I was extremely disappointed to read Tourism Minister Charles Clifford’s comments regarding the development of captive dolphin facilities in the Cayman Islands and felt compelled to respond.
The Cayman Islands are marketed heavily as an area that has a thriving marine environment and rightly so. The area is a haven for divers, snorkelers and anyone who is keen to see sea life in beautiful clear waters in a warm climate. However, captive dolphin facilities pose a stark contradiction to this and absolutely oppose the natural diversity of marine life offered by the sea which surrounds the Cayman Islands.
One set of people who are whole-heartedly against the development of dolphinariums in the Cayman Islands is the diving community, which I am sure contribute a large amount of tourist revenue to the area. As people who enjoy viewing marine life in its natural habitat, divers are dismayed by the idea of keeping wild marine life in an artificial tank for amusement and profit.
To lose this educational, forward-thinking sector of ever-popular eco-tourism to artificial captive dolphin facilities, which are based solely on gaining revenue and entertainment from trained and distorted dolphins a shadow of their wild counterparts, would be devastating.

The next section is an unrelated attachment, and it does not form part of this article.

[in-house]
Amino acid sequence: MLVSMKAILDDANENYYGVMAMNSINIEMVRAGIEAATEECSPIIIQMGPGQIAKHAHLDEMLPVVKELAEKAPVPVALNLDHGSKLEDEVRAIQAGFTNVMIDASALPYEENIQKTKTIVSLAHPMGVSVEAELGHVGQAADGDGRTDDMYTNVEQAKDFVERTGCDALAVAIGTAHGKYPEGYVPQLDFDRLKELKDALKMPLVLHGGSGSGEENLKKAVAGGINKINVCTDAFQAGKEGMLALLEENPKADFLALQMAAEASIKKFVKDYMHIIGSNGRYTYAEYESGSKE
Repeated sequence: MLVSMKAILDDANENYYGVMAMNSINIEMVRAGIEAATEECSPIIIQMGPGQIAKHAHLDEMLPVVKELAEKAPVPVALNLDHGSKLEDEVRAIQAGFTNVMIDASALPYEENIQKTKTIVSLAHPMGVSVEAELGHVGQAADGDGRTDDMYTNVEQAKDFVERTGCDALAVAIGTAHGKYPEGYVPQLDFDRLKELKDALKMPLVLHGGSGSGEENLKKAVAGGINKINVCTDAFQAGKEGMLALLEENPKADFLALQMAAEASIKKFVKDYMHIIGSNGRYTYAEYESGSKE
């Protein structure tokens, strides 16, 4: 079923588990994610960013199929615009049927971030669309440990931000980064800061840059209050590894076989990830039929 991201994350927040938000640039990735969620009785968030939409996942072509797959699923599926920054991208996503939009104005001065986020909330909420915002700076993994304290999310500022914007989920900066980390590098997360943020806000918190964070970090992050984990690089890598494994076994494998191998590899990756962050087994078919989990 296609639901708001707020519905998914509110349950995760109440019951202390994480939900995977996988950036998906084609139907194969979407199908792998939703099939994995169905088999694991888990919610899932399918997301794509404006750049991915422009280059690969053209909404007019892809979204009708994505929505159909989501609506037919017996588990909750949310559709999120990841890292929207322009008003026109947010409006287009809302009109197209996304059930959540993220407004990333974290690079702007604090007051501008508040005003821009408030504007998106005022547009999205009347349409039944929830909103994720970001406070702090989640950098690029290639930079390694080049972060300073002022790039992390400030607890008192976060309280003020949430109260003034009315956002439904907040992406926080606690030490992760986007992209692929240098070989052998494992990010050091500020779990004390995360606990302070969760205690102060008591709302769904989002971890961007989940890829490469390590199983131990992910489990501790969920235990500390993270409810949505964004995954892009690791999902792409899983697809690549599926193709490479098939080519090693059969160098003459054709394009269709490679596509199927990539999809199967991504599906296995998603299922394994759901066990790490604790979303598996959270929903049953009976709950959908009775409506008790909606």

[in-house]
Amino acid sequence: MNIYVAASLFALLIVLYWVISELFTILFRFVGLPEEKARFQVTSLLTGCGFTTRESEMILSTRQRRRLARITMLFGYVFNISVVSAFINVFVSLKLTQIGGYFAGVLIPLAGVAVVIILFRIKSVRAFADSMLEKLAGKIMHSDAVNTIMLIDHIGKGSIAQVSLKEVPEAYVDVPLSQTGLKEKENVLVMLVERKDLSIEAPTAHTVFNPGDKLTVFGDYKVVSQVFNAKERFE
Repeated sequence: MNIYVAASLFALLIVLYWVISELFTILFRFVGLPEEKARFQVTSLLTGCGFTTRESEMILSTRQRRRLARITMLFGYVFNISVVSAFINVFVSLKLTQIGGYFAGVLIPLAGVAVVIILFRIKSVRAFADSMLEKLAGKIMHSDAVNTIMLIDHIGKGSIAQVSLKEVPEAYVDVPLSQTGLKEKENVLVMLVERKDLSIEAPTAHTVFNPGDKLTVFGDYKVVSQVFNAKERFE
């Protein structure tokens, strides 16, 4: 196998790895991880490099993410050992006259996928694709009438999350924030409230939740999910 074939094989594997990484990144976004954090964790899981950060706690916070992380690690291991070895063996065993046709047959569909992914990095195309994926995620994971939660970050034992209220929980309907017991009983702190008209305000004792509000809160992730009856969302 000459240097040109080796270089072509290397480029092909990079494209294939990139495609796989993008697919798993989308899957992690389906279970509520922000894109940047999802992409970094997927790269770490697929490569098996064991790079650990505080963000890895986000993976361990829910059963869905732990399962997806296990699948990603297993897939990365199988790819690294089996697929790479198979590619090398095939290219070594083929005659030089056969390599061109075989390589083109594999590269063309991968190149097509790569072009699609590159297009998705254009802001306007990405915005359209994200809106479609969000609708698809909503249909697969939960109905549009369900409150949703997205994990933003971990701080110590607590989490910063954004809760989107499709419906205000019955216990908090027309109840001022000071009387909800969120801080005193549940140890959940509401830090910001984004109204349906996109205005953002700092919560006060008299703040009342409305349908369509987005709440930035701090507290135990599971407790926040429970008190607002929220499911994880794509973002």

Public knowledge of the negative impacts of dolphinariums on dolphins and humans is growing.
Today, tourists are keen to visit areas which have ethical, sustainable and environmentally friendly roots and dolphinariums are a stark contradiction to this.
Developing dolphinariums in the Caymans will be jeopardising the Islands’ reputation as a haven for wild and diverse marine life and therefore the likelihood it will be recognized as an area for the fastest growing sector of tourism – eco-tourism.
Rather than creating artificial dolphin facilities and importing dolphins, which provides absolutely nothing for the local community, culture or environment, the Cayman Islands have the unique opportunity to utilise its natural resources.
Ethical dolphin watching is growing rapidly in popularity around the world and the Cayman Islands could be involved in this industry which is now worth more than US$10million worldwide and where education about dolphins’ natural skills and habits can be carried out via genuine research and observation of their natural, wide-ranging abilities and conservation can be done in situ.
I am shocked that as a Minister for Tourism and Environment that Mr. Clifford is not more concerned about the impact of these facilities on the environment or the Islands’ diving industry but also on the local community which do not want these facilities on their Island.
It appears that the Minister has been blinded by profit and that his responsibility towards tourism and environment in the Caymans has been forgotten.